Engineer Profiles

Engineer Profile: Tim Kilburn

As a boy, Tim Kilburn and his two brothers were always tinkering with engines.

Tim Kilburn.
Tim Kilburn.

Small engines, like those for lawnmowers, came first. Then they discovered motorcycle engines and those for other vehicles.

“I grew up working on just anything that ran,” Kilburn said. “When I started on the river, that just got my interest, working on the diesel engines, so the transition was pretty easy for me.”

Kilburn, 62, of Savannah, Tenn., has spent the past 40 years working on the river, the last 38 as an engineer. He is currently the engineer on board the Hines Furlong Line vessel the mv. Ron Hunter.

Kilburn’s brother-in-law was working on the river and got him his first job  after Kilburn had spent time as a truck driver.

“My intentions at the time were working six months to a year and quitting, and somehow that’s lasted for 40 years,” he said. “It’s one of those things where after you get out there, I guess you get to liking it.”

Kilburn and his wife, Marcy, were newlyweds at the time. As time passed, along came son Brandon, now 38, and daughter Brittany, 35. As even more time passed, three grandsons and a granddaughter arrived.

Kilburn said working on the river means time away from home, but it also means the opportunity to have quality time with his children and grandchildren when he is home. He likes getting to have the grandkids for days at a time and not just for the weekend. He also likes having the opportunity to hitch his horse trailer up to his motor home and go trail riding in the Ozarks of northern Arkansas or the Shawnee National Forest in southern Illinois.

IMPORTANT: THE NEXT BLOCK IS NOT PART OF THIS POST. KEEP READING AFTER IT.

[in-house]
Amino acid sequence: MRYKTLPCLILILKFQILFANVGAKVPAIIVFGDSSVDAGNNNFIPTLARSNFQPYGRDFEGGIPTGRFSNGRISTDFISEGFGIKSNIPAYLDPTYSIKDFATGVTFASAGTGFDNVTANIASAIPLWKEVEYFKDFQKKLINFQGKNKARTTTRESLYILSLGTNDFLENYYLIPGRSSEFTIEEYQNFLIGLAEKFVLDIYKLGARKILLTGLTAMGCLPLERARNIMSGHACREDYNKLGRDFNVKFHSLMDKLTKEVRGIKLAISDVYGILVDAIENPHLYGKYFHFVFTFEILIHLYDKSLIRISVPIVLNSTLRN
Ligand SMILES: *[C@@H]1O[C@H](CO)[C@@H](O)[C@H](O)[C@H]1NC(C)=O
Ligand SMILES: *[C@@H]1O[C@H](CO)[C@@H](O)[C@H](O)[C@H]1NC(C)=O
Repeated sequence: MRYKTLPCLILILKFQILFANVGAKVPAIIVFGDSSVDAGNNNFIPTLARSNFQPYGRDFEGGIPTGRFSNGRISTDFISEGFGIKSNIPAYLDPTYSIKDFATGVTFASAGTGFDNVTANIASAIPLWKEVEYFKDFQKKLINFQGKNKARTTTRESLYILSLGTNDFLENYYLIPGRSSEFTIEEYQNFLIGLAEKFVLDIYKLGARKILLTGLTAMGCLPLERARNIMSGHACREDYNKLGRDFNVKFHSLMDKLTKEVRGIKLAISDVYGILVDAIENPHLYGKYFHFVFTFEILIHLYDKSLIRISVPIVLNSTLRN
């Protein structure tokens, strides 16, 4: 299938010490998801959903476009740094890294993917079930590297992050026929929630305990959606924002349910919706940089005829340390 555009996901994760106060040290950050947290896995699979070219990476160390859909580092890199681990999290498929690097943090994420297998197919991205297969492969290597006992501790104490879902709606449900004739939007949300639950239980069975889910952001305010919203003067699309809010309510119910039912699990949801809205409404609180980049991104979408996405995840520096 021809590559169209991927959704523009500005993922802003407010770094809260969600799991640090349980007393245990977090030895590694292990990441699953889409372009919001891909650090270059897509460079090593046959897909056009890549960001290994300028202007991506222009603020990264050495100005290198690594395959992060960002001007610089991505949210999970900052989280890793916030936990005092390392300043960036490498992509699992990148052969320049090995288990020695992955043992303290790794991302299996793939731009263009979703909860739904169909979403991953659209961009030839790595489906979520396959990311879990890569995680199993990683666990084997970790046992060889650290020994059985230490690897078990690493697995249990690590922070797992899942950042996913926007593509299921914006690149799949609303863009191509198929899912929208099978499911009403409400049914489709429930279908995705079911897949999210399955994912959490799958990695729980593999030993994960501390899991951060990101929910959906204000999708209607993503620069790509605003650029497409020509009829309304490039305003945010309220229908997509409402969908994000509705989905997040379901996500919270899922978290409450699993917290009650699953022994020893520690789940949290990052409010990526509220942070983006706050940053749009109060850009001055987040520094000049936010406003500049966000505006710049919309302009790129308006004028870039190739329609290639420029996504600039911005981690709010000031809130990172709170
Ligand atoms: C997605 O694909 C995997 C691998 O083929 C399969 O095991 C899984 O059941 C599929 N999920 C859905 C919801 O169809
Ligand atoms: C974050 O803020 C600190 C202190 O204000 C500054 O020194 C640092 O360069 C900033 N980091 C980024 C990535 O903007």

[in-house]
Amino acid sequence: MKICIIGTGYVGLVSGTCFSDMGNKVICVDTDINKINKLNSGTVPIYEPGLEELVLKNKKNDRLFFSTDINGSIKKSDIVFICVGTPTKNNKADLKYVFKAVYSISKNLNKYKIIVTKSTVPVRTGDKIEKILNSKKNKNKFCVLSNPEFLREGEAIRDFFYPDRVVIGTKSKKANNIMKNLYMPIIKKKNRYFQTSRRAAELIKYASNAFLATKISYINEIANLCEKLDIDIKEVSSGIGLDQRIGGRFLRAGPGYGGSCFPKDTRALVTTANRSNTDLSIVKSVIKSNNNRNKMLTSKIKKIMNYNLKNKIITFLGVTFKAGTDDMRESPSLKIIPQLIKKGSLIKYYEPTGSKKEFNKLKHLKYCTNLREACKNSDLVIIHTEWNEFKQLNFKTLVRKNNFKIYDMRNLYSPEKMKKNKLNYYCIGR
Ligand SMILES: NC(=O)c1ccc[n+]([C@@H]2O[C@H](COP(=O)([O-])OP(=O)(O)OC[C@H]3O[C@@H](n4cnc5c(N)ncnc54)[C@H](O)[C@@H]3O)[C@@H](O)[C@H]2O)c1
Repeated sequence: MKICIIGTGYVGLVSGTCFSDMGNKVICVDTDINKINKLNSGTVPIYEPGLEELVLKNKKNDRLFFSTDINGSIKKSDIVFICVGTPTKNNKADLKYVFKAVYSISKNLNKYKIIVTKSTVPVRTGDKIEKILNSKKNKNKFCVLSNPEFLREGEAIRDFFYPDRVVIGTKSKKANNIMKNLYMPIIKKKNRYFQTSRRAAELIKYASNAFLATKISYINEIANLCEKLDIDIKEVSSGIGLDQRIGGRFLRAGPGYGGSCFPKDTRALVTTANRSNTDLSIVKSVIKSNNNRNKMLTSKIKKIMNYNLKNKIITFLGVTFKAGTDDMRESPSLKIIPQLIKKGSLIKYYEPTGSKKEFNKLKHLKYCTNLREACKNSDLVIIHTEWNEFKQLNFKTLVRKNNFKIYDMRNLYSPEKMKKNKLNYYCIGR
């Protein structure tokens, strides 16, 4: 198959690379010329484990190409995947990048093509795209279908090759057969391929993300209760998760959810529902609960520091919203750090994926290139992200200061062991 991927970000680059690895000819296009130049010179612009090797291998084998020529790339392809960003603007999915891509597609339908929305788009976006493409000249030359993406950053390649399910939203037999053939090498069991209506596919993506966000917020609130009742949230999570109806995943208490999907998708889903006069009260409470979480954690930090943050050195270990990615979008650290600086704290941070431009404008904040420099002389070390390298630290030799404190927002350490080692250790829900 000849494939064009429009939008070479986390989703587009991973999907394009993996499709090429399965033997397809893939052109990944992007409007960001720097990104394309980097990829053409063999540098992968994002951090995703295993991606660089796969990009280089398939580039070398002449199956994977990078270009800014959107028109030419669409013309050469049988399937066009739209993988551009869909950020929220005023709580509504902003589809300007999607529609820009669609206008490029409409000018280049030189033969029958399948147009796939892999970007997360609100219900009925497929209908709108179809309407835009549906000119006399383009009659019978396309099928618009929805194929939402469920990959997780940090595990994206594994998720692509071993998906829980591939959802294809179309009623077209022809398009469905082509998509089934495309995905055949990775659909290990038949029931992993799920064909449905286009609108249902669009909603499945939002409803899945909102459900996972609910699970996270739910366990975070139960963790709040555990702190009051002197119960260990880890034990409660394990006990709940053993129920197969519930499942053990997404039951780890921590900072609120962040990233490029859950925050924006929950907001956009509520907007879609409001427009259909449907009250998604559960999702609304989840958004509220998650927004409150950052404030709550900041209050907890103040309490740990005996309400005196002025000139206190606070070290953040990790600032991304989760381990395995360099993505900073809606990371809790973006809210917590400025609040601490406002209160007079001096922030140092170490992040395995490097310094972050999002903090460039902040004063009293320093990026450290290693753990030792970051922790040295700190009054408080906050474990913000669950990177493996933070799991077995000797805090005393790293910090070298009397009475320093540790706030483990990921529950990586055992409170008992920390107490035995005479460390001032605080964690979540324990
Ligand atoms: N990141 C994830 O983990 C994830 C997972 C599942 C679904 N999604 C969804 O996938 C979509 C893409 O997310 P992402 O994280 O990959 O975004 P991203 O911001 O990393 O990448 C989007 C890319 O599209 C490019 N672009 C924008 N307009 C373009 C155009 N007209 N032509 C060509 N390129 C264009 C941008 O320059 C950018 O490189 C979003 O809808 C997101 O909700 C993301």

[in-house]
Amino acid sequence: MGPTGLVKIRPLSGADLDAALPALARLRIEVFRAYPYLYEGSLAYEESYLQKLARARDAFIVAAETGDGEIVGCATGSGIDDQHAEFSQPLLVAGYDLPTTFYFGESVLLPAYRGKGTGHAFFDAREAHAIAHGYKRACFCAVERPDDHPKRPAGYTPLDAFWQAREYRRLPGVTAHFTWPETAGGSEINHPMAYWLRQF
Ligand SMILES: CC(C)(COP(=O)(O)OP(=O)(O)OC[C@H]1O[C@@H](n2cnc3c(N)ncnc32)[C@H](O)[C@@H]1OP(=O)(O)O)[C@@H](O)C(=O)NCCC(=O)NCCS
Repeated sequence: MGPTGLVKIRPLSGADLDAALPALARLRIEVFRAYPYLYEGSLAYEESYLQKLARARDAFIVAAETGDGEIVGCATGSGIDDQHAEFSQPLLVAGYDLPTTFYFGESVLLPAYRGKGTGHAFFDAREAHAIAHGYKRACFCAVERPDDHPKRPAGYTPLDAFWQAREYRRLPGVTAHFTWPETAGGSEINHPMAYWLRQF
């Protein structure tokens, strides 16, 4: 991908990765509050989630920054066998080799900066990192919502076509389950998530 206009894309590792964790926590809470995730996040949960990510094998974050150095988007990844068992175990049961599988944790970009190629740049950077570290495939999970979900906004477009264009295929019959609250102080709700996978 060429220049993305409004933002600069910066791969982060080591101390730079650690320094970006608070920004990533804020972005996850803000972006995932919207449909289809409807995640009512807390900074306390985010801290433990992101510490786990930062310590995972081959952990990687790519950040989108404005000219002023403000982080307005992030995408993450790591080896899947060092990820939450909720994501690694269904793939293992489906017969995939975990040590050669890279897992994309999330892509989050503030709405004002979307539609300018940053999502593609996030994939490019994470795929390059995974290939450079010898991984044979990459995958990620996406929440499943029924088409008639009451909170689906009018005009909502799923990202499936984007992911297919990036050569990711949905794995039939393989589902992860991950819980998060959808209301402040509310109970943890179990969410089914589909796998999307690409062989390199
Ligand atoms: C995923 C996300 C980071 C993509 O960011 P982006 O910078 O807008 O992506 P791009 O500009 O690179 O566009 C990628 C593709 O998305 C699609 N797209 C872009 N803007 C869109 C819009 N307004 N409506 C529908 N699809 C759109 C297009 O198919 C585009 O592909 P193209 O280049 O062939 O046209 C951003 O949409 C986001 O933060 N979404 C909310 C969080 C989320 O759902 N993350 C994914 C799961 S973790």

Kilburn spent 10 years with Walker Towing and then 19 years with Mid-South Towing before the company was sold into an investment company. He then went to work for Hunter Marine in 2009. It was acquired by the Hines Furlong Line a few years ago.

One of his career highlights was spending more than three years living in Louisiana, overseeing construction of new boats and retrofitting of old ones for Hunter Marine.

“It’s funny how time passes,” Kilburn said, noting that the guy who relieves him on his vessel now is one of the guys he trained. He also used to work with his dad on the boat.

Kilburn said he has seen a lot of changes over the decades. In the engineroom, that has included greater attention to stricter emission standards and movement toward Tier 4 engines. Engines are still mechanical, but they have electrical controls, and newer forms of propulsion are on the horizon.

Technology has also advanced elsewhere on the boat, he said. He recalls picking up letters at locks and climbing the lock wall to use a pay phone for a few minutes to call his family. Now, he said, thanks to his cell phone FaceTime, he can talk to his children and grandchildren daily. Satellite television and the internet also allow connectivity that is greater than ever before.

“It’s just a whole different world from where I’ve been in my career out there,” he said.

As Kilburn thinks about retirement in not too many more years, he said he will always be grateful for the time he spent out on the river. And now a nephew is also following in his footsteps, beginning his career with Hines Furlong like his Uncle Tim.

“I guess you just learn it at a young age,” Kilburn said, “and I guess it just goes in your blood.”

Danny Whitford, senior vice president of operations for Hines Furlong in Paducah, has worked with Kilburn for about 30 years. He said he considers him as both a great engineer and a close friend.

“He takes a lot of pride in his vessel and keeps it in top condition,” Whitford said.